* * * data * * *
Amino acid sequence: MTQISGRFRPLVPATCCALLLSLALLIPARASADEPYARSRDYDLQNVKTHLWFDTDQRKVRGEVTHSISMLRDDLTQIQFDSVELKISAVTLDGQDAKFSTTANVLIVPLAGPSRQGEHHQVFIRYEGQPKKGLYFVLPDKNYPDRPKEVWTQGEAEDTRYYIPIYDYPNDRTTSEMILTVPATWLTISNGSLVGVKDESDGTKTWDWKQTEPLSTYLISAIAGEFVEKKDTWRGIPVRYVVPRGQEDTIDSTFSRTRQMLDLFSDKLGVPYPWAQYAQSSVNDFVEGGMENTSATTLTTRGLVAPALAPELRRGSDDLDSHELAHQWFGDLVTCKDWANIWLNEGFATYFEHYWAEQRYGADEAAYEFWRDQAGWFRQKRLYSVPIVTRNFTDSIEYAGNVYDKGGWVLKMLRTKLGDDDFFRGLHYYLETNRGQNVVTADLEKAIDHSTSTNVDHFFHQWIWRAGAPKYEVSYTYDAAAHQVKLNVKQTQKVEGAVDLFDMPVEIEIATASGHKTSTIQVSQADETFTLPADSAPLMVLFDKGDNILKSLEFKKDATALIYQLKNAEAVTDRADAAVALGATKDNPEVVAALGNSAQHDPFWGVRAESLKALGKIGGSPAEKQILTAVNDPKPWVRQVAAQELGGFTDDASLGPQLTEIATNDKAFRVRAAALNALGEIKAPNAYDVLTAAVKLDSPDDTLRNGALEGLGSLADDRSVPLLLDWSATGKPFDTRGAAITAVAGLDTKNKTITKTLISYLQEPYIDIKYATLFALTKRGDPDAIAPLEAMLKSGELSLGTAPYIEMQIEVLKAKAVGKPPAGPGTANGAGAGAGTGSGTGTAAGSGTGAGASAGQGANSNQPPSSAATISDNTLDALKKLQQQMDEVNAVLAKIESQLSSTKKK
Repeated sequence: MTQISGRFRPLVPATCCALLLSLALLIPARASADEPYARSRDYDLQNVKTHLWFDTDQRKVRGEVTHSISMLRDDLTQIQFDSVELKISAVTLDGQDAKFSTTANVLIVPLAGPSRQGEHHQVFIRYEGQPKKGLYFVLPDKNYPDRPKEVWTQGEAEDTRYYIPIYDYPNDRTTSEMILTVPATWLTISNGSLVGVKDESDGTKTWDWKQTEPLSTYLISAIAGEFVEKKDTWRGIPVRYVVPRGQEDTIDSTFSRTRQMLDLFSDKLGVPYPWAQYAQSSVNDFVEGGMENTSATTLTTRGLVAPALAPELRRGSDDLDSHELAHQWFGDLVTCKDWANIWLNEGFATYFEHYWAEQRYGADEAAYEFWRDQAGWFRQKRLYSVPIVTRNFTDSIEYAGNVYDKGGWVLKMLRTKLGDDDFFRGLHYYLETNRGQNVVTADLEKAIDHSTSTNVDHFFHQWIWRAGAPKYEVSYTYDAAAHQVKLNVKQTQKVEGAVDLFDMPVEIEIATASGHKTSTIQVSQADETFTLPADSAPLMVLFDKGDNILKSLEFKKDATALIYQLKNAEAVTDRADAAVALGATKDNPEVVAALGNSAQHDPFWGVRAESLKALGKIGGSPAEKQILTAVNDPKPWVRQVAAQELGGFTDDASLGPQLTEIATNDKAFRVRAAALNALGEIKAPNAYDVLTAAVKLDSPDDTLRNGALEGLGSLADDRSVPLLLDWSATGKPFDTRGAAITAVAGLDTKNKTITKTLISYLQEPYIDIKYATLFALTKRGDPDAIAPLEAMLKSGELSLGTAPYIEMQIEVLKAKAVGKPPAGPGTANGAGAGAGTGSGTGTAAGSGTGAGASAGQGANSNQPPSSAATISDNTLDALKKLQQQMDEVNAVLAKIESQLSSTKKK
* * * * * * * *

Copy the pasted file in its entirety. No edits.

Amino acid sequence: MTQISGRFRPLVPATCCALLLSLALLIPARASADEPYARSRDYDLQNVKTHLWFDTDQRKVRGEVTHSISMLRDDLTQIQFDSVELKISAVTLDGQDAKFSTTANVLIVPLAGPSRQGEHHQVFIRYEGQPKKGLYFVLPDKNYPDRPKEVWTQGEAEDTRYYIPIYDYPNDRTTSEMILTVPATWLTISNGSLVGVKDESDGTKTWDWKQTEPLSTYLISAIAGEFVEKKDTWRGIPVRYVVPRGQEDTIDSTFSRTRQMLDLFSDKLGVPYPWAQYAQSSVNDFVEGGMENTSATTLTTRGLVAPALAPELRRGSDDLDSHELAHQWFGDLVTCKDWANIWLNEGFATYFEHYWAEQRYGADEAAYEFWRDQAGWFRQKRLYSVPIVTRNFTDSIEYAGNVYDKGGWVLKMLRTKLGDDDFFRGLHYYLETNRGQNVVTADLEKAIDHSTSTNVDHFFHQWIWRAGAPKYEVSYTYDAAAHQVKLNVKQTQKVEGAVDLFDMPVEIEIATASGHKTSTIQVSQADETFTLPADSAPLMVLFDKGDNILKSLEFKKDATALIYQLKNAEAVTDRADAAVALGATKDNPEVVAALGNSAQHDPFWGVRAESLKALGKIGGSPAEKQILTAVNDPKPWVRQVAAQELGGFTDDASLGPQLTEIATNDKAFRVRAAALNALGEIKAPNAYDVLTAAVKLDSPDDTLRNGALEGLGSLADDRSVPLLLDWSATGKPFDTRGAAITAVAGLDTKNKTITKTLISYLQEPYIDIKYATLFALTKRGDPDAIAPLEAMLKSGELSLGTAPYIEMQIEVLKAKAVGKPPAGPGTANGAGAGAGTGSGTGTAAGSGTGAGASAGQGANSNQPPSSAATISDNTLDALKKLQQQMDEVNAVLAKIESQLSSTKKK
Repeated sequence: MTQISGRFRPLVPATCCALLLSLALLIPARASADEPYARSRDYDLQNVKTHLWFDTDQRKVRGEVTHSISMLRDDLTQIQFDSVELKISAVTLDGQDAKFSTTANVLIVPLAGPSRQGEHHQVFIRYEGQPKKGLYFVLPDKNYPDRPKEVWTQGEAEDTRYYIPIYDYPNDRTTSEMILTVPATWLTISNGSLVGVKDESDGTKTWDWKQTEPLSTYLISAIAGEFVEKKDTWRGIPVRYVVPRGQEDTIDSTFSRTRQMLDLFSDKLGVPYPWAQYAQSSVNDFVEGGMENTSATTLTTRGLVAPALAPELRRGSDDLDSHELAHQWFGDLVTCKDWANIWLNEGFATYFEHYWAEQRYGADEAAYEFWRDQAGWFRQKRLYSVPIVTRNFTDSIEYAGNVYDKGGWVLKMLRTKLGDDDFFRGLHYYLETNRGQNVVTADLEKAIDHSTSTNVDHFFHQWIWRAGAPKYEVSYTYDAAAHQVKLNVKQTQKVEGAVDLFDMPVEIEIATASGHKTSTIQVSQADETFTLPADSAPLMVLFDKGDNILKSLEFKKDATALIYQLKNAEAVTDRADAAVALGATKDNPEVVAALGNSAQHDPFWGVRAESLKALGKIGGSPAEKQILTAVNDPKPWVRQVAAQELGGFTDDASLGPQLTEIATNDKAFRVRAAALNALGEIKAPNAYDVLTAAVKLDSPDDTLRNGALEGLGSLADDRSVPLLLDWSATGKPFDTRGAAITAVAGLDTKNKTITKTLISYLQEPYIDIKYATLFALTKRGDPDAIAPLEAMLKSGELSLGTAPYIEMQIEVLKAKAVGKPPAGPGTANGAGAGAGTGSGTGTAAGSGTGAGASAGQGANSNQPPSSAATISDNTLDALKKLQQQMDEVNAVLAKIESQLSSTKKK